the island a part of a regiment of dismounted cavalry. There are three (I think) 20-pounder Parrotts, one 30-pounder, and a battery of 3 1/2-inch ordnance rifled guns, in charge of the artillery company. It seems to me that the above gives all reasonable security against an aquatic raid. How can a gang of raiders get together in a friendly country vessels to carry men enough to overcome the guard, to encounter the artillery now on the island, or if successful in these things, how could they get their prisoners away?
With the permanent gaurd raised to a full regiment (as it should be) and the artillery force on the island, I think we have reasonable security, and that the light battery may be sent elsewhere.
During the recent alarm, the light battery was placed on Cedar Point, behind a rude and eapulement, and a detachment of the artillery company had charge of it. This point is unquestionably the key-point to the harbor defense, but with my ideas of the chance of maritime attack, it does not seem to me necessary. If a battery is kept up there hereafter (it is now withdrawn for the winter), it is proper it should be made secure. Surprise will be the main feature of the attack, and body of men strong enough to overcome the Johnson's Island guard will a fortiori, be more than strong enough to overpower and capture a fraction of a company of artillery (a landing being made on some point on the shore to the eastward). It will be a difficult and expensive matter to make the battery or epaulment itself an impassable obstacle, and unless that is done there is no use in closing its gorge. Short of these expensive measures, a strong block-house between the epaulment and the light-house would be required.
In the winter of 1837, during the "patriot war," a party of American sympathizers or Canadian refugees crossed from near the west shore of Sandusky Bay on the ice to Point Pelee Island. They were the met by a body of British troops coming from the Canadian shore (also on the ice), and a skirmish occurred. This suggests a species of raid uopn Johnston's Island within the bounds of probability, and makes more important the intended increase of the permanent guard, especially during the winter months.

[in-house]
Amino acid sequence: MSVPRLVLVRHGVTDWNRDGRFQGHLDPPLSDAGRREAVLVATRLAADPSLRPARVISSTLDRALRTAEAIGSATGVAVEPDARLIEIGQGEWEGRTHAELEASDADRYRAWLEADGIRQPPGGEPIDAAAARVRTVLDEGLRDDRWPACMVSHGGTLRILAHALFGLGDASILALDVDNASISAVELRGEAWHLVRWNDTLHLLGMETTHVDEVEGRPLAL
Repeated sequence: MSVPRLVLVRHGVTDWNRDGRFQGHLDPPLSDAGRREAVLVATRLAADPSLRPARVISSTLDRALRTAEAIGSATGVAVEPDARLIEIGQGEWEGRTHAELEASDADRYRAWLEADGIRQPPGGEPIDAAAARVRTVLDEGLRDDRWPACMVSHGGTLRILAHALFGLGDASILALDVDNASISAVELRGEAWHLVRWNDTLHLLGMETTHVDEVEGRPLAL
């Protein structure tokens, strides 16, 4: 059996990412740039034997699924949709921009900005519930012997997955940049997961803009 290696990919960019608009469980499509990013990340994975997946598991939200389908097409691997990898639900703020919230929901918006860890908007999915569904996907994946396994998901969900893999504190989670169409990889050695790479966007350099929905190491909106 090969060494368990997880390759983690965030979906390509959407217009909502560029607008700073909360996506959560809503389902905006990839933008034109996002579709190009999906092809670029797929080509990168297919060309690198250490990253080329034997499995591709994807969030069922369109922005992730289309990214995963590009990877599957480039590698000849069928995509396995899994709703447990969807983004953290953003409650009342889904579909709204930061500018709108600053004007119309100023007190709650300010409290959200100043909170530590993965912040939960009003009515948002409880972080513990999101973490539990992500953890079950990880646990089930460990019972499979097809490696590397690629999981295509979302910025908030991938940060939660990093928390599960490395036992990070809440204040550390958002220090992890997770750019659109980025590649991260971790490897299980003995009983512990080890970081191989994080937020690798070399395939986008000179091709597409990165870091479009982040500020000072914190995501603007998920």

As to raids having the object of destruction of property, I will mention, to illustrance my opinions as to defensive works, what seems to me on of the most feasible. From the pier and harbor of Buffalo to the Canadian shore the distance is not more than 2 miles. Two hundred bold them might conspire to meet on this Canadian shore, have three or four boats ready to embark in the night, land in the harbor, and, proceeding from one end to the other, set fire to all the elevators, shipping, &c. Against such a proceeding defensive works would be useless, or nearly so;for if we suppose batteries on the pier and shore, and a watch so perfect that the hostile approach could not be made unobserved (a thing really impossible),it would only increase somewhat the risks to the raiders by causing a landing at a more remote point. The end of the lake near Buffalo is frequently bridged by ice, suggesting another way of operating a raid of this character.
At Cleveland, Erie, Dunkirk, Toledo, and Sandusky, the most obvious methods of raiding would not differ much in general character, though perhaps each place would suggest somewhat different means of operating. Toledo, Sandusky, and Dunkirk may be approached by ice in winter. Cleveland and Erie probably cannot. While defensive works would not be a protection, all that they could